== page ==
Gov. Rick Scott maintained his position of having the crappiest approval rating among the country's governors, but Floridians like the governor more than they like the Occupy movement, according to a poll released today.
Quinnipiac University -- which announced the highest approval rating of Scott's governorship last month -- announced his approval rating dropped from 37 percent to 36 percent, which puts him in a tie with Ohio Gov. John Kasich.
Still, Scott was polled just over a week ago at a 32 percent approval rating, so use that as a tiebreaker if you wish.
The Occupy movement, however, isn't exactly in the good graces of Floridians either.
Just 30 percent of Florida voters said they had a favorable view of the movement, compared to 39 percent who said they didn't like it. Twenty-nine percent said they "haven't heard enough about it."
The Tea Party didn't do too much better -- 34 percent said they have a favorable view, 40 percent said they didn't, and 25 percent managed to say they haven't heard enough about the movement that's been going on for a few years.
Back to the governor: He has an unfavorable rating with every demographic group recorded by the pollsters except Republicans, self-described Evangelical Christians, Tea Party members, and Hispanic people.
When added up individually, Democrats, independents, men, women, white people, black people, non-Tea Party members, non-Evangelicals, people with college degrees, people without college degrees, young people, middle-aged people, and old people have a more unfavorable view of the governor than they do favorable.
Still, there are more Republicans that don't approve of Scott's job performance than did last month. Last time around, 70 percent of Republicans said yay, while 18 percent said nay. That changed slightly to 67/22 for this month.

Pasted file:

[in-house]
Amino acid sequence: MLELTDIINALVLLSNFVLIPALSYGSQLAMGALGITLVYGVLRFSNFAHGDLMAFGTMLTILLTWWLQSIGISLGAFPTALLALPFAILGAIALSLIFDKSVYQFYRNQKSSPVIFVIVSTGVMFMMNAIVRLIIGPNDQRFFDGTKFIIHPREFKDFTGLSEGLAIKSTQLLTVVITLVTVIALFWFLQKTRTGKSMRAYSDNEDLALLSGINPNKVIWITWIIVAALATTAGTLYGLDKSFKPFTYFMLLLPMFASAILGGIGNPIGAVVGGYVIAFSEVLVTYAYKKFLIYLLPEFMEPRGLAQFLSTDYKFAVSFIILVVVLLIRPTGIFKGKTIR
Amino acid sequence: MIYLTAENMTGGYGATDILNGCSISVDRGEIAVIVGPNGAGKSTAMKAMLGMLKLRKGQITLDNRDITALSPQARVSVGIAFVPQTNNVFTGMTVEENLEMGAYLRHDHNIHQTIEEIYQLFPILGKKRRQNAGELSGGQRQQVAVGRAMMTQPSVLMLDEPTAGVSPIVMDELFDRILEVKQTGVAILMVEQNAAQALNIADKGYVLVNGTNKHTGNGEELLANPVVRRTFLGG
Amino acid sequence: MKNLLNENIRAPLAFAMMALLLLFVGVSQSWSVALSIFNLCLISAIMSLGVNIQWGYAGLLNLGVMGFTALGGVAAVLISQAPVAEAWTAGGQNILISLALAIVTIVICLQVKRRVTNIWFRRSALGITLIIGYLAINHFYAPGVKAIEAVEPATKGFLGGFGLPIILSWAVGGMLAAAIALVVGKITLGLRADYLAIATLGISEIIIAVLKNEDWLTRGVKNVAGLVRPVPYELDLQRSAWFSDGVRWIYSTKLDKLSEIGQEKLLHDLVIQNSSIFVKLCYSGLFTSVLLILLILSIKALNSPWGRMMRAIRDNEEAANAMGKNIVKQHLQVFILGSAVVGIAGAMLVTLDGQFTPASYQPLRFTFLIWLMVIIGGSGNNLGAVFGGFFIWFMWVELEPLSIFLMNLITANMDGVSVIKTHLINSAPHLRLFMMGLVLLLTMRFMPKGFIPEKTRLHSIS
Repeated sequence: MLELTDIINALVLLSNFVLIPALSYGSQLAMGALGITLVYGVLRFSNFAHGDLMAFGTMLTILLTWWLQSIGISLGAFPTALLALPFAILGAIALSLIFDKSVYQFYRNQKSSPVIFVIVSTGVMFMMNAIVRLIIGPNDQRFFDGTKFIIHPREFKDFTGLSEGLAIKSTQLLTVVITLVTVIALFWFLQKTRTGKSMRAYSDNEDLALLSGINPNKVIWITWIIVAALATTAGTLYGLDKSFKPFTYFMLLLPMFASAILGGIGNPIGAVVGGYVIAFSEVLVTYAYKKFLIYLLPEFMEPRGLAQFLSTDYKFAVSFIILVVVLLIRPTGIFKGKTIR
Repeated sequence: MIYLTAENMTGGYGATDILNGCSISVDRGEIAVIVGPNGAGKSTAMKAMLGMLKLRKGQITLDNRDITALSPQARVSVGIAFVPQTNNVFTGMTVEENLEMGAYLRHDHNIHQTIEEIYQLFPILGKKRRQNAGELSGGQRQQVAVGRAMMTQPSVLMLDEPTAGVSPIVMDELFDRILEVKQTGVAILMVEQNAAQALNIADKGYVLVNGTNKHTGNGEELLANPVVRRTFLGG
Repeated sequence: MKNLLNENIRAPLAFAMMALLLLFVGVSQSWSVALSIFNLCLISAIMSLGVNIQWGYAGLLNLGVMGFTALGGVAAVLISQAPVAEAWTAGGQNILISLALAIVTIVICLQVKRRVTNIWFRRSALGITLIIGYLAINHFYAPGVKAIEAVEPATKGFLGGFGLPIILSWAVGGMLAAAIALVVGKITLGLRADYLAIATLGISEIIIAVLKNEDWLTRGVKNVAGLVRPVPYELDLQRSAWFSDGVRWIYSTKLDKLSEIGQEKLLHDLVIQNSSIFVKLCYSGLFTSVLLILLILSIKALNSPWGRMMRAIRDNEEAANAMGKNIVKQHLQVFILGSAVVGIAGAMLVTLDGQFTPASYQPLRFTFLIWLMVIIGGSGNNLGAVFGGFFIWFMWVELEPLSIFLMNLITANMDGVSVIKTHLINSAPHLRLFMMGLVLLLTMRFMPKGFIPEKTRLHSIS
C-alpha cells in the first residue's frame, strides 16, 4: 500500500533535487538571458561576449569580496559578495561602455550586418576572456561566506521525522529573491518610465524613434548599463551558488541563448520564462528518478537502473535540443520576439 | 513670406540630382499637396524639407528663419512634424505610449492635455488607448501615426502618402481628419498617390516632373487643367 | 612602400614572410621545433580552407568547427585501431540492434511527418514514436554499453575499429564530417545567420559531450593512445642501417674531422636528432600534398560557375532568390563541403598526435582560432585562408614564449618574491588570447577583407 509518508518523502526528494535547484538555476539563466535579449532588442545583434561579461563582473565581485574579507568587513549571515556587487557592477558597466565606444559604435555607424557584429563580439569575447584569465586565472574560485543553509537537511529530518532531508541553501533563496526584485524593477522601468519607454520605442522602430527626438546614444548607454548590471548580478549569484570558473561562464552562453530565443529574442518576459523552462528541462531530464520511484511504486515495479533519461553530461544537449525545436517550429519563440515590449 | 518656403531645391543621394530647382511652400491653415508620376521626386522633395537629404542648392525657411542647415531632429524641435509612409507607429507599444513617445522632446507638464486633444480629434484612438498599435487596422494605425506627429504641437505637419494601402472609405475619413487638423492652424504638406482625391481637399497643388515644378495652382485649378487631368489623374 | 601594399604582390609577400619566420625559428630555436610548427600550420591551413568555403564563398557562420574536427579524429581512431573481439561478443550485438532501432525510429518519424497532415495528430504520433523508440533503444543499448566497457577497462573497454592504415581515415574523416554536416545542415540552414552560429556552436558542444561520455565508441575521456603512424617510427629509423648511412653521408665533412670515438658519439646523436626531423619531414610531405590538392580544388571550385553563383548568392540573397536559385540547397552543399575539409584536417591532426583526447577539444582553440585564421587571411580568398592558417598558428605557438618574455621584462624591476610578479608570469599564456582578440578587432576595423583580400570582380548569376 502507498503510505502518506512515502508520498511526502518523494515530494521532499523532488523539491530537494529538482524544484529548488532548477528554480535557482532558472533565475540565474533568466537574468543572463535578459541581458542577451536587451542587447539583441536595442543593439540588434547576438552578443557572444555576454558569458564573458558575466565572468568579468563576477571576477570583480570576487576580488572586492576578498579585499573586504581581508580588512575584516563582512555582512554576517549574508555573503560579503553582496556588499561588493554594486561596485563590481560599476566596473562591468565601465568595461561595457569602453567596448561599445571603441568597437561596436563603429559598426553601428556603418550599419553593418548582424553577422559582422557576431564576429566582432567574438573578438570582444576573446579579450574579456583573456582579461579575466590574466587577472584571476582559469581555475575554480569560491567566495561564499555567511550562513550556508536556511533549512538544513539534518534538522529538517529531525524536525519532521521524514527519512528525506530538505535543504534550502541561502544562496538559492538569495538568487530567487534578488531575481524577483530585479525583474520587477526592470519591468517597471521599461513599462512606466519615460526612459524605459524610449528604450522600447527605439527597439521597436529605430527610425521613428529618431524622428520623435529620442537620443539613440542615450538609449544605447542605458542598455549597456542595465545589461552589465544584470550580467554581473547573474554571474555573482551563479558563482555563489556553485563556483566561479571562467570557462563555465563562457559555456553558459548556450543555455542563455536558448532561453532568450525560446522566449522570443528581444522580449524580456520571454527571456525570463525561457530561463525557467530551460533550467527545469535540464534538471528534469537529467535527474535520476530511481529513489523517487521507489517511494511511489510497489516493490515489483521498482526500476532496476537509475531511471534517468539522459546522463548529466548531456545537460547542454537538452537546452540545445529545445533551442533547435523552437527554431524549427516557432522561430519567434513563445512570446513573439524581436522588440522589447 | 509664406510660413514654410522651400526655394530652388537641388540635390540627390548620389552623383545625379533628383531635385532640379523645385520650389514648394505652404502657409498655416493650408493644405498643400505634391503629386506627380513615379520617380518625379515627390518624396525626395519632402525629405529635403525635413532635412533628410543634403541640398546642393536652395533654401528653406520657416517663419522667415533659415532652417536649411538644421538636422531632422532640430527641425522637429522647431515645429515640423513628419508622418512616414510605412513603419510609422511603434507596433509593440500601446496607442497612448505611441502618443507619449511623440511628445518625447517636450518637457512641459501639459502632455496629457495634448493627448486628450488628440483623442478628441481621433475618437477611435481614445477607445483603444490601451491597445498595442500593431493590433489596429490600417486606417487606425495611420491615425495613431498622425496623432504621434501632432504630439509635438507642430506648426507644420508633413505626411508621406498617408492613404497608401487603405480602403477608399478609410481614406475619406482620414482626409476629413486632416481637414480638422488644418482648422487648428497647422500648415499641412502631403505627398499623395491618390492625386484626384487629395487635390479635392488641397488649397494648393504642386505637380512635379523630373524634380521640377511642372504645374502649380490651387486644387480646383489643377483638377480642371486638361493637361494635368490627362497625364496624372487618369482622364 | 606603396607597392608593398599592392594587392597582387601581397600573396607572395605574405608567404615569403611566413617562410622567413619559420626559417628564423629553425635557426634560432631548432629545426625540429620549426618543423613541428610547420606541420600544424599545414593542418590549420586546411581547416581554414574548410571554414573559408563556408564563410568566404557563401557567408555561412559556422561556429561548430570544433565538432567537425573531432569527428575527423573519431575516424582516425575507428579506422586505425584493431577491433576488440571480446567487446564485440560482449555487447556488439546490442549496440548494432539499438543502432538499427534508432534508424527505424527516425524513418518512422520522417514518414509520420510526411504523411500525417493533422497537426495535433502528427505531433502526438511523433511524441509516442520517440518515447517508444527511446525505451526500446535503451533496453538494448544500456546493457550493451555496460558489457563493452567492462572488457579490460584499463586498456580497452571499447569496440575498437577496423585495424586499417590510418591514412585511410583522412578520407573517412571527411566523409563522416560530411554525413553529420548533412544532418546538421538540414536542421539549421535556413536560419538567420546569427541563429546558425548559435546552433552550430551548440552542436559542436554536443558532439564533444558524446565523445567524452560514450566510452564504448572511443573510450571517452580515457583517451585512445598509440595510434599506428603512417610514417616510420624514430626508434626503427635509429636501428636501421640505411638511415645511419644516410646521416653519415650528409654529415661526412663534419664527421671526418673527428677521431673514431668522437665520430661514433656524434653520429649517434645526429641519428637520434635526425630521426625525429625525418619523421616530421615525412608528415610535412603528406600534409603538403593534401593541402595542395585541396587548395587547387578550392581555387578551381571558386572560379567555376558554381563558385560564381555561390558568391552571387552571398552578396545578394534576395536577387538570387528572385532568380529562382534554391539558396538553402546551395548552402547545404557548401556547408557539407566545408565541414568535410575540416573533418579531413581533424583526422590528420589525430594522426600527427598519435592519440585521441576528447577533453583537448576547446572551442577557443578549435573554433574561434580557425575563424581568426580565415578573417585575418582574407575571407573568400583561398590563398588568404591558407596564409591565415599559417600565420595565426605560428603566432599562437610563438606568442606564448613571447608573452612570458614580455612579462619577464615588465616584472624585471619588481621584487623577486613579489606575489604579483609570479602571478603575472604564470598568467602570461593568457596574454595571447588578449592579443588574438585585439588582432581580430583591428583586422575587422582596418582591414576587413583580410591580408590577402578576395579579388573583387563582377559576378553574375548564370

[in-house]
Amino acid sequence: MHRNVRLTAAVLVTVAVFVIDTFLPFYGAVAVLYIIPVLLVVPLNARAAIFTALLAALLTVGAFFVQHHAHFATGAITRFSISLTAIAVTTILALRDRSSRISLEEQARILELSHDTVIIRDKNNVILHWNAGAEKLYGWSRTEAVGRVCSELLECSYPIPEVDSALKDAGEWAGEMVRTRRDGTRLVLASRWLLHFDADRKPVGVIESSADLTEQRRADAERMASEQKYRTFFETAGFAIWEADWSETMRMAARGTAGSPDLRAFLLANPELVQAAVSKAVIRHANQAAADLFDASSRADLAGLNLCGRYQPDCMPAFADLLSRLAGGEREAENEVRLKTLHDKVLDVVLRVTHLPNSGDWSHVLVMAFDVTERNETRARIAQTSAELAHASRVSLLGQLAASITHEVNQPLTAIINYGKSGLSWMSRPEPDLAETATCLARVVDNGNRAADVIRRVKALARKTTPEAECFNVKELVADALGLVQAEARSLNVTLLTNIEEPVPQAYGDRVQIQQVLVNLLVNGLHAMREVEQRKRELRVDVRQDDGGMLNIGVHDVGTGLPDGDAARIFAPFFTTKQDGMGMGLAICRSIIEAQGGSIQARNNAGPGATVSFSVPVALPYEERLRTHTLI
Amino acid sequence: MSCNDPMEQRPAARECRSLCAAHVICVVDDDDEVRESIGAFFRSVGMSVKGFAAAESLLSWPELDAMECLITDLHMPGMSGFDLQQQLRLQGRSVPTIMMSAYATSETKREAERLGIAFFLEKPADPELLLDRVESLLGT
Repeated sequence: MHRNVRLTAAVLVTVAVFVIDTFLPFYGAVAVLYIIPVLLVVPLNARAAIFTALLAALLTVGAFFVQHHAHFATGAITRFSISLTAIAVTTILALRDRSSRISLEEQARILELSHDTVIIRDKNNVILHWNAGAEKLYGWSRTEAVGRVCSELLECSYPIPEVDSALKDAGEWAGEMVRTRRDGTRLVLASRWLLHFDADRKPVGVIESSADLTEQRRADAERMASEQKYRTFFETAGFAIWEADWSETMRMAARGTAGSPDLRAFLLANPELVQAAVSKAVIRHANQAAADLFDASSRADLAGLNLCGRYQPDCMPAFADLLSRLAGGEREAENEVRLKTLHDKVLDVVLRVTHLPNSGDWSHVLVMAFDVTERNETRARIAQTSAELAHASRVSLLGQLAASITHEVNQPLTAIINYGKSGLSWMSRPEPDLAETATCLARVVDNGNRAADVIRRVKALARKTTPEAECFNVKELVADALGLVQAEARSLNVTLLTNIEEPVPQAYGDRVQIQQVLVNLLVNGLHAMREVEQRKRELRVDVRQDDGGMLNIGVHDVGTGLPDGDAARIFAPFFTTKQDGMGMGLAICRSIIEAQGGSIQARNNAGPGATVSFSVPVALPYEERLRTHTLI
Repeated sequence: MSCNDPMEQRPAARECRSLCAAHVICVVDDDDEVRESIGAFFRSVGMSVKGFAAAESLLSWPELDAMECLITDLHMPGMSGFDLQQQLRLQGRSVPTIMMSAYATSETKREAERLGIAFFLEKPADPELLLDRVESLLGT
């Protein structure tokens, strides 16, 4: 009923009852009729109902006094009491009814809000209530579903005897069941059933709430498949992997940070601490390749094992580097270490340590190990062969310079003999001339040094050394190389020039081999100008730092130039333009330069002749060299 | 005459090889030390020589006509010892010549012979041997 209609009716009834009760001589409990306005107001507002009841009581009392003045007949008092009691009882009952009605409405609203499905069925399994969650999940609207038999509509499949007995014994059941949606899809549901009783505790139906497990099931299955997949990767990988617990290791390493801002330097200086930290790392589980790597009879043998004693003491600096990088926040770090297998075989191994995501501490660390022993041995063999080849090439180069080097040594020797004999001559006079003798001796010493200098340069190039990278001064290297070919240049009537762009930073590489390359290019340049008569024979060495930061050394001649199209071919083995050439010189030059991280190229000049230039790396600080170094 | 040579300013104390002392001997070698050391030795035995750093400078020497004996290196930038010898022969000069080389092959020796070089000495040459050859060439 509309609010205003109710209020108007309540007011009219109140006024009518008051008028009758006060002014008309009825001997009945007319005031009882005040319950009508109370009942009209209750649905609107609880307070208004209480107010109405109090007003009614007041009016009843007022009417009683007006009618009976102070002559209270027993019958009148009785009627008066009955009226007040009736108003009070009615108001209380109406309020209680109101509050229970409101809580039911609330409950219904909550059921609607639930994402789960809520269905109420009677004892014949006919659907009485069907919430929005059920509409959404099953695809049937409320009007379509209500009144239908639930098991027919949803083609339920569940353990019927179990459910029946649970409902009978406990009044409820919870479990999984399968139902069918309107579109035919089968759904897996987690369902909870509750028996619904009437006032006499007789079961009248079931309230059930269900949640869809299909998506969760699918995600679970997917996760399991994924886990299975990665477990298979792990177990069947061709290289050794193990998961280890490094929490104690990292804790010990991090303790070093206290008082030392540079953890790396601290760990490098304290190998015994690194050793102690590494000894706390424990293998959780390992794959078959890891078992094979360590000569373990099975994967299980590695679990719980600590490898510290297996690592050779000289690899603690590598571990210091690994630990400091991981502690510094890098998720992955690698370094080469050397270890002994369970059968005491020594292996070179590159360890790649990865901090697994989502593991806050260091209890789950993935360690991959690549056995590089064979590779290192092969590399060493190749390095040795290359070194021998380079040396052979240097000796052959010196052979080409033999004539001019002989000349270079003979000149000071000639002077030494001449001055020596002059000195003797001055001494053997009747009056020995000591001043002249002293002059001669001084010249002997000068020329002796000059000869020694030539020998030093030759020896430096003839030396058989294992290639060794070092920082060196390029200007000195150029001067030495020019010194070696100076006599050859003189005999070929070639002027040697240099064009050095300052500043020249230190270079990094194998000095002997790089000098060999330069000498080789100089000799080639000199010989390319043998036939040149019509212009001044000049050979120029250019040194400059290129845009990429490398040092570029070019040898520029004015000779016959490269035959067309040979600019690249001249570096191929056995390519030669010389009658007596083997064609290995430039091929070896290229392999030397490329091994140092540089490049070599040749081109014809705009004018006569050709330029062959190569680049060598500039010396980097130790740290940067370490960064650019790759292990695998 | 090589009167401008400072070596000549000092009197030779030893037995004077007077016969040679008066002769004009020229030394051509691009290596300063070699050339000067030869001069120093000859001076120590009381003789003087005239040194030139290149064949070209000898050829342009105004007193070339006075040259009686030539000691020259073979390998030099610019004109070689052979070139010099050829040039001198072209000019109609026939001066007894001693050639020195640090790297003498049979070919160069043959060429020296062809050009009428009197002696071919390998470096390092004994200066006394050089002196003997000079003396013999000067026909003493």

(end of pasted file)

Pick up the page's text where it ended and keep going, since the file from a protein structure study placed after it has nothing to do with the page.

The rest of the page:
Keep New Times Broward-Palm Beach Free... Since we started New Times Broward-Palm Beach, it has been defined as the free, independent voice of South Florida, and we would like to keep it that way. Offering our readers free access to incisive coverage of local news, food and culture. Producing stories on everything from political scandals to the hottest new bands, with gutsy reporting, stylish writing, and staffers who've won everything from the Society of Professional Journalists' Sigma Delta Chi feature-writing award to the Casey Medal for Meritorious Journalism. But with local journalism's existence under siege and advertising revenue setbacks having a larger impact, it is important now more than ever for us to rally support behind funding our local journalism. You can help by participating in our "I Support" membership program, allowing us to keep covering South Florida with no paywalls.